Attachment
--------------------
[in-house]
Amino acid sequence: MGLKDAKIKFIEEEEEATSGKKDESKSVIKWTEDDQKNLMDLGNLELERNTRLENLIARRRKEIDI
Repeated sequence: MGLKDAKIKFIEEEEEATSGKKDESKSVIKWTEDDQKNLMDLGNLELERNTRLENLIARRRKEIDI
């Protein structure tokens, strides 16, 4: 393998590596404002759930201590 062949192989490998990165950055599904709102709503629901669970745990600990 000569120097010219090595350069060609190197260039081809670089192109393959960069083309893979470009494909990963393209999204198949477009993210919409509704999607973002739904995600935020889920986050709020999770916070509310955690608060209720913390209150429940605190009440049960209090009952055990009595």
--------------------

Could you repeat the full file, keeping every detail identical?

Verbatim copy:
[in-house]
Amino acid sequence: MGLKDAKIKFIEEEEEATSGKKDESKSVIKWTEDDQKNLMDLGNLELERNTRLENLIARRRKEIDI
Repeated sequence: MGLKDAKIKFIEEEEEATSGKKDESKSVIKWTEDDQKNLMDLGNLELERNTRLENLIARRRKEIDI
């Protein structure tokens, strides 16, 4: 393998590596404002759930201590 062949192989490998990165950055599904709102709503629901669970745990600990 000569120097010219090595350069060609190197260039081809670089192109393959960069083309893979470009494909990963393209999204198949477009993210919409509704999607973002739904995600935020889920986050709020999770916070509310955690608060209720913390209150429940605190009440049960209090009952055990009595």